4. The 1960s-1970s Were Deadly for the FDNY
FDNY Emergency Response. Photo: Rob Bennett/Mayoral Photography Office
Colloquially referred to as the “War Years,” today’s firefighters speak of the 1970s as if Vietnam’s napalm had come to the streets of New York City. According to Amanda (who preferred to have her last name off the record), a historian at the New York Fire Museum, the reason for the name was due to the ’70s being the most prolific era for fires in the city. “They called it the war years just because some companies would go on thousands of calls per year…they’d get a call, go into the house, come back out and get another call,” she said.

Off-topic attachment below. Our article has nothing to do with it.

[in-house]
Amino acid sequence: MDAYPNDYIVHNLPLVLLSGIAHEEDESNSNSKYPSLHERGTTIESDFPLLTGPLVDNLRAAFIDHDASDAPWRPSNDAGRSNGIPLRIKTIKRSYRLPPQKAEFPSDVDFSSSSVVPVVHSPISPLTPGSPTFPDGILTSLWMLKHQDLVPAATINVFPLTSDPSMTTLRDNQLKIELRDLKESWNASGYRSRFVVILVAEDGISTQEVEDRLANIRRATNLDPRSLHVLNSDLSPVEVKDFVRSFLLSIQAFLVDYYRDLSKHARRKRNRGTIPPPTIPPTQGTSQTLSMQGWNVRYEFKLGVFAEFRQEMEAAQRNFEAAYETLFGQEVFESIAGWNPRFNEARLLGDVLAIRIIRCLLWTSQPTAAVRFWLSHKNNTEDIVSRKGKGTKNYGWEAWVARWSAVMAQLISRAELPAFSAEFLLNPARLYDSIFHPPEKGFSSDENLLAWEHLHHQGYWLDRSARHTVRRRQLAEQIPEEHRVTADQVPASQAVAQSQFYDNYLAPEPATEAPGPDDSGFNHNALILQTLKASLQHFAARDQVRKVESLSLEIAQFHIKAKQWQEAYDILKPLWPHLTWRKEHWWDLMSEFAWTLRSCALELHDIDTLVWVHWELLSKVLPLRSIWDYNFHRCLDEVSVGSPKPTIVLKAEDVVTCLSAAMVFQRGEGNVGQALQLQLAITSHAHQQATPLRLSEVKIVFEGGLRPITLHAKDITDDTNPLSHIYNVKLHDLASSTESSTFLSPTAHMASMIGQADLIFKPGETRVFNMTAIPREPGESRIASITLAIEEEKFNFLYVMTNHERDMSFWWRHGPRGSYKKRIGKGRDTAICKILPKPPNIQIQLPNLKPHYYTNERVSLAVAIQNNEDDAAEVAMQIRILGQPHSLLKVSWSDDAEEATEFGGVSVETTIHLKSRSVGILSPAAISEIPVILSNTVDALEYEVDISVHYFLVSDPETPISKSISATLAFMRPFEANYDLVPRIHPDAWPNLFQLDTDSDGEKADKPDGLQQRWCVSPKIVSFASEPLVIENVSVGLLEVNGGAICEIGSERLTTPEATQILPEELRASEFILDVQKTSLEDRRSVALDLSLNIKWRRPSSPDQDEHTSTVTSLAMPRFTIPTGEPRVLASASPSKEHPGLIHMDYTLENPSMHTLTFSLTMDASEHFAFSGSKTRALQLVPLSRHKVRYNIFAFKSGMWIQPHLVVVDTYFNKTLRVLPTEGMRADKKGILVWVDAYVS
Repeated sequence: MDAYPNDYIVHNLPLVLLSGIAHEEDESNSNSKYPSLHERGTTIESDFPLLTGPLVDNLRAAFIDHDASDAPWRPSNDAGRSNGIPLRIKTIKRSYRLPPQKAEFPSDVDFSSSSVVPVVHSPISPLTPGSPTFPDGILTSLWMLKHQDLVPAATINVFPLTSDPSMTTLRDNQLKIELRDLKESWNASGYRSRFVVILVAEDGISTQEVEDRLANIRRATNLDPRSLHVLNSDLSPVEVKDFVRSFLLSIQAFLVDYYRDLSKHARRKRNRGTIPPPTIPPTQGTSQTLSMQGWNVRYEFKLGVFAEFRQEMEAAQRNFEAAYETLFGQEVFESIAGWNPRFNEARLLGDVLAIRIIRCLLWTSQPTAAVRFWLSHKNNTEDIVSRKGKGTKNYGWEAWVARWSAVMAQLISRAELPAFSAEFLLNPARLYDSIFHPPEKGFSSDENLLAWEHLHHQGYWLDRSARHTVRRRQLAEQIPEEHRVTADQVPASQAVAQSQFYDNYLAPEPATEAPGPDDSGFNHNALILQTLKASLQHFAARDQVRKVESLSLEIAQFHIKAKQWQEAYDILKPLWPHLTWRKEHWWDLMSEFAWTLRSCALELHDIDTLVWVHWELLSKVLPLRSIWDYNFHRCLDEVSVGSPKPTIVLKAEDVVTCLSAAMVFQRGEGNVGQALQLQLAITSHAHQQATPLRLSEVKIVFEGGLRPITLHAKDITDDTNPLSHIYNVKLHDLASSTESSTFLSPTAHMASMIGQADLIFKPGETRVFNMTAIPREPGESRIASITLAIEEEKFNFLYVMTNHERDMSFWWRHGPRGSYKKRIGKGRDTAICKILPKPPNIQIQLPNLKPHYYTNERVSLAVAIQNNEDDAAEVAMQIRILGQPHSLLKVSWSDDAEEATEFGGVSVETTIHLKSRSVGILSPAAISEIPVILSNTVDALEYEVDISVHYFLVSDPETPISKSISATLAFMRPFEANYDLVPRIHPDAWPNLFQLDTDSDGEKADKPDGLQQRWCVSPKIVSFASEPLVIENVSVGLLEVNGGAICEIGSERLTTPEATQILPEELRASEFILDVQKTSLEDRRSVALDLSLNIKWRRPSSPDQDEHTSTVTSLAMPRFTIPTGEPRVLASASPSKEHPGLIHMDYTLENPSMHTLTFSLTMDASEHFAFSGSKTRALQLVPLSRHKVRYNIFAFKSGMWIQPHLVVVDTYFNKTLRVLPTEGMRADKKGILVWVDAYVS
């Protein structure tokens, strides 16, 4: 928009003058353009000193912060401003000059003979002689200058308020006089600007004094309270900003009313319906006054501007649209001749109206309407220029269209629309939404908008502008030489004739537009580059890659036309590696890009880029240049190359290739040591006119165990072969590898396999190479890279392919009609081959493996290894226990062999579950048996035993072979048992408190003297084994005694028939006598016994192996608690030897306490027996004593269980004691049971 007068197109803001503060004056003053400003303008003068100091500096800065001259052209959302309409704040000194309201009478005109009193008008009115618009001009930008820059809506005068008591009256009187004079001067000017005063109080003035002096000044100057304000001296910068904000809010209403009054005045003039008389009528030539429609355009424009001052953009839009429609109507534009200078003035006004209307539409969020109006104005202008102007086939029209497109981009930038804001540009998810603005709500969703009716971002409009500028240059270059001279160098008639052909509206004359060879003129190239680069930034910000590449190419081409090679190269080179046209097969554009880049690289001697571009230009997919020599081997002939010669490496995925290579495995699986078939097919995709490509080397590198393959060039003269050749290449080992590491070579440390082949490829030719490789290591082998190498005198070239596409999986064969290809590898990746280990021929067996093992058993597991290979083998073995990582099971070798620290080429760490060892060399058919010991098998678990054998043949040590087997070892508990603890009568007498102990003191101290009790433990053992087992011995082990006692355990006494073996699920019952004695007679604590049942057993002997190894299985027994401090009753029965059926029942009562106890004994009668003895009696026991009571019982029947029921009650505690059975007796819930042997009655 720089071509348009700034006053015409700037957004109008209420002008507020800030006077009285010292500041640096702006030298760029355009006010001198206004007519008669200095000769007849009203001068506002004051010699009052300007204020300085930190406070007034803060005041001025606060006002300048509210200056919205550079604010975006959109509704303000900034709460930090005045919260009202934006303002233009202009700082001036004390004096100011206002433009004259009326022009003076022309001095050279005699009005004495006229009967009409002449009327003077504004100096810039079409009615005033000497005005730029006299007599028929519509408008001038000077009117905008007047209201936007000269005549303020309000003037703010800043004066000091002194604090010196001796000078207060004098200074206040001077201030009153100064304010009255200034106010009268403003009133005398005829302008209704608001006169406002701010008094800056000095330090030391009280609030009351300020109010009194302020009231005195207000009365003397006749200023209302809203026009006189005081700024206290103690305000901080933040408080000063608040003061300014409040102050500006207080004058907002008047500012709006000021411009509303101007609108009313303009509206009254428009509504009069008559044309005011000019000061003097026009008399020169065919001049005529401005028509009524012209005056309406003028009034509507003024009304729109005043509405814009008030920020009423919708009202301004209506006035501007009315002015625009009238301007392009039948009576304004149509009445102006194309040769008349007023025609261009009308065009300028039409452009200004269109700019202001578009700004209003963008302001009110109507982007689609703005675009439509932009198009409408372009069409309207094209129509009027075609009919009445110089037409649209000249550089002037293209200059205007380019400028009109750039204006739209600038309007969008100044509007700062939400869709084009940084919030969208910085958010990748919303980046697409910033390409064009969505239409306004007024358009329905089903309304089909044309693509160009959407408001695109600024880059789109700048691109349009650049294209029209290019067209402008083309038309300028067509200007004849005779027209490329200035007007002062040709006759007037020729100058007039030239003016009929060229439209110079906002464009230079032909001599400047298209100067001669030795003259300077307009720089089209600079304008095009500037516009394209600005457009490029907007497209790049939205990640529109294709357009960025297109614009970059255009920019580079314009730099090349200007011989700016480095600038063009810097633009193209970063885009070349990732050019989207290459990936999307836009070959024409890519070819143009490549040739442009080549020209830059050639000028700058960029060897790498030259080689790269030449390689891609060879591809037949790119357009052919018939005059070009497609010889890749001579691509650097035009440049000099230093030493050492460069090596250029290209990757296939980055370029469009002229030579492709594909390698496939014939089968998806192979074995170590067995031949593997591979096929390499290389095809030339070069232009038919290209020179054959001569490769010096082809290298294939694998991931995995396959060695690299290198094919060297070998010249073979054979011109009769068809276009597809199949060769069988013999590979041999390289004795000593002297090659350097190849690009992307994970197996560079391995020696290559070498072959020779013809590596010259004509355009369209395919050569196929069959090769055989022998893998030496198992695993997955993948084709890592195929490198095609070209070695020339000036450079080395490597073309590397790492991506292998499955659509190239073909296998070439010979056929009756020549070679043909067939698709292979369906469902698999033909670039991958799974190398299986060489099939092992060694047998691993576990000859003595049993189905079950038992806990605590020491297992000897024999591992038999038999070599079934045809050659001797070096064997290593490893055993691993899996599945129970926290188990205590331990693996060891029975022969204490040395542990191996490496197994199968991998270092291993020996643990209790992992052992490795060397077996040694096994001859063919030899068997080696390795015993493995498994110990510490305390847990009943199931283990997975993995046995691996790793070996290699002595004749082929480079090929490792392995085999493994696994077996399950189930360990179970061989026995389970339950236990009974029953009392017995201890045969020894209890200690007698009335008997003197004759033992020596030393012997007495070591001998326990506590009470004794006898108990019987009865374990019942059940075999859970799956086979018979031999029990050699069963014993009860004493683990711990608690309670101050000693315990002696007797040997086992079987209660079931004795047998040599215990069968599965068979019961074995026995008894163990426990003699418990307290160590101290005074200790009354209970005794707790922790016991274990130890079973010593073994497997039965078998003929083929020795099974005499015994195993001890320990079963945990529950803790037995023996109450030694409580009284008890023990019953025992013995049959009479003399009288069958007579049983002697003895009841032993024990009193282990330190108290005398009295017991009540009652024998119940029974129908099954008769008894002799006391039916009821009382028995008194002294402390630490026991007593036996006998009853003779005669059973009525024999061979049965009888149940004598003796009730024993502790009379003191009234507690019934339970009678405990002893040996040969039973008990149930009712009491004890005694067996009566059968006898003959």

The first reason for so many fires was because of the heavy amounts of flammable chemicals used in buildings during that decade. Yes, buildings rose faster due to lighter materials, but because of increasingly-open floor plans (less doorways) and certain types of materials, they caught fire and were incinerated just as quickly. Furthermore, because of the combination of effects from the recession, people would “burn down empty buildings for insurance [money], just abandoned buildings because landlords couldn’t afford to keep tenants there.”